With June coming up, there are many high school students committing to the colleges that they will be attending in the fall. While there is a good percentage of students who want to attend a four year college, there is just a good percentage of students who attend a community college.
The Policy Analysis for California Education (PACE), found that the percentage of high school graduates in California who attend college falls a little over 63%, and in that percentage, 37% of these students register to attend community college.
Being that the majority of high school students attend community college, there is the fallback of students overstaying their two years or not transferring to excel for an advanced education to a four year university.
Considering how there are college students undecided in their majors, for these particular individuals it takes longer than two years because regardless if they finish their general eds, they are still unsatisfied in the section of their major and if they want to finish their Associates Degree.
Community college makes this matter in question undemanding because most community colleges like College of the Canyons and Los Angeles Pierce College offer road maps for degrees, degrees for transfer, or transfers only.
Former UC San Diego student Audrey Delear shares how it is her “biggest financial regret so far in life” attending a UC college considering its prestige and status and how she is in “thousands of dollars in debt, and what was I even paying for besides all the amenities and the shiny library?”
Instead of attending a college with such prestige and having to spend thousands of dollars without financial aid, enrolling in a community college releases the financial burden and helps students finish their general-ed classes for a cost friendly price.
One of the more common reasons why students lean more towards the community college route is because of how affordable it is and now that California is offering the Promise Program for first time students, where students can get two years of college for free or a waived cost, more students are more interested in partaking in this program.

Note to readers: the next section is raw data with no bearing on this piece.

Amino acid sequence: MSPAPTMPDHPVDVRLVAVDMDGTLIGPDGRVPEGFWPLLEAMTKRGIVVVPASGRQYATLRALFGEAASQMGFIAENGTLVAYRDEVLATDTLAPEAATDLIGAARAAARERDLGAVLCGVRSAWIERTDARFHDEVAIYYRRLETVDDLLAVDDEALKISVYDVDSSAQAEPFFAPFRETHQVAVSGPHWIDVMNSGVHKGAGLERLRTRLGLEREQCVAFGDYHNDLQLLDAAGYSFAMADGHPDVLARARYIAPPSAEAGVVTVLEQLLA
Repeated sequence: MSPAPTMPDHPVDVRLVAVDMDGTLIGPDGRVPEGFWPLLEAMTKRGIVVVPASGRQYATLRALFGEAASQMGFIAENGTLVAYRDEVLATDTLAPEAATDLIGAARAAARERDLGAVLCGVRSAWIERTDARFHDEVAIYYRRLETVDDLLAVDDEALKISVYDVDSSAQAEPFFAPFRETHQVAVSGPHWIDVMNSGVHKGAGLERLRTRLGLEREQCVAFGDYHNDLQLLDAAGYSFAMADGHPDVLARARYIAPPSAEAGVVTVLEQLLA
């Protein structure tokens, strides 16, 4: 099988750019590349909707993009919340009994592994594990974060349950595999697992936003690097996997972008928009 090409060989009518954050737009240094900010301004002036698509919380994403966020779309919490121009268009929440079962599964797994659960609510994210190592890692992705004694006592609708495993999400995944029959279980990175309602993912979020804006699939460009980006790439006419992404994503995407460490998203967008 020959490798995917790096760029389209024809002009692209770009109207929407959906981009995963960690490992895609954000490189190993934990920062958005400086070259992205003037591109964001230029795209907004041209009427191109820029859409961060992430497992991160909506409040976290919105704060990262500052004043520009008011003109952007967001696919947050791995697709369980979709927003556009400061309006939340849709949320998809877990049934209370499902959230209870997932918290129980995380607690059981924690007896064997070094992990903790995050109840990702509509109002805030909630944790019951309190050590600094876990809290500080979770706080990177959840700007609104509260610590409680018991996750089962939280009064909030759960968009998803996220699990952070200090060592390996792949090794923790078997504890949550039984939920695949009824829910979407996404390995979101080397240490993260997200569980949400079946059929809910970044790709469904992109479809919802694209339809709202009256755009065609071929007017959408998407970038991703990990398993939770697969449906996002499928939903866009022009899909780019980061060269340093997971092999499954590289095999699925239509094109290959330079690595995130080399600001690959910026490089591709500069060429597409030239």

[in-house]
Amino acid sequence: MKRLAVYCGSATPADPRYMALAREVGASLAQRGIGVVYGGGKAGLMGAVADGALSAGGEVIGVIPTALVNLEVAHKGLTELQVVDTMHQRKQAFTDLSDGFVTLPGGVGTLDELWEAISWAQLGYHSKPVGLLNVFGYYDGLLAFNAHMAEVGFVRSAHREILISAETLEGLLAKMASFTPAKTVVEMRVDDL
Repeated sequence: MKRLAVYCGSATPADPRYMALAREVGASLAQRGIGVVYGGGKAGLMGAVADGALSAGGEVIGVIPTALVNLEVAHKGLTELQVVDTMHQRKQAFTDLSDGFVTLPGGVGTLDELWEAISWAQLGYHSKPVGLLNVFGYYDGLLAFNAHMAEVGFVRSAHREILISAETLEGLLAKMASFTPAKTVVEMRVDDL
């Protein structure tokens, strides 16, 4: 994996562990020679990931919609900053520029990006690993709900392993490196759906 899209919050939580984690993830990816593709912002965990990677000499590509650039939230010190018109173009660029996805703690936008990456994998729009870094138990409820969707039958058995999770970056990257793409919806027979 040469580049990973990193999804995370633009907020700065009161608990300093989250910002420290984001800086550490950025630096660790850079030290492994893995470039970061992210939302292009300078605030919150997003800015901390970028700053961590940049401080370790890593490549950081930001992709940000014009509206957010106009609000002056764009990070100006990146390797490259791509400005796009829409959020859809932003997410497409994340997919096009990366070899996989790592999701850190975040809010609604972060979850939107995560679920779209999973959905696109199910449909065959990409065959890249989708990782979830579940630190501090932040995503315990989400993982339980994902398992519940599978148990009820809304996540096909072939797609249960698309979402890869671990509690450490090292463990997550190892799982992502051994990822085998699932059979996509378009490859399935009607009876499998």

Delear adds on further articulating “looking back, I would have graduated faster AND been in far less debt had I chosen to spend the first two years of college completing my GE courses at a community college, then transfer to a university for the classes that actually matter.”
Maria Ogdoc, UC Riverside student, chose to go to a four year not because of the admiration but to experience independence.
“I chose to go to a UC instead of a community college because I wanted to experience life outside of SCV” Ogdoc said. “I also chose to go to university because the UC system provides a lot of financial aid allowing me to attend and prefer university because it offers more challenges beyond the classroom, such as living independently.”
Independence is one thing that you may not be able to encounter while attending a community college. Gaining independence is something that four year college programs offer with the on campus housing.
“For the students who do not strive as well in school that (independence) can be overwhelming so community college would most likely be the better option and It can help students smoothly transition into university” Ogdoc said.
Although four year institutes can permit for independence and adulthood, the underperforming students who struggled in high school can enroll in community college and improve their grades which allows for their transcript in community college to be considered if these students want to transfer and essentially erases their high school grade point average.
Community college offers so many opportunities for those who are not able to afford going to a university and can even help students advance in their education. This is a chance for students to improve and better themselves at a steady pace while also given a chance to select a major without pressure.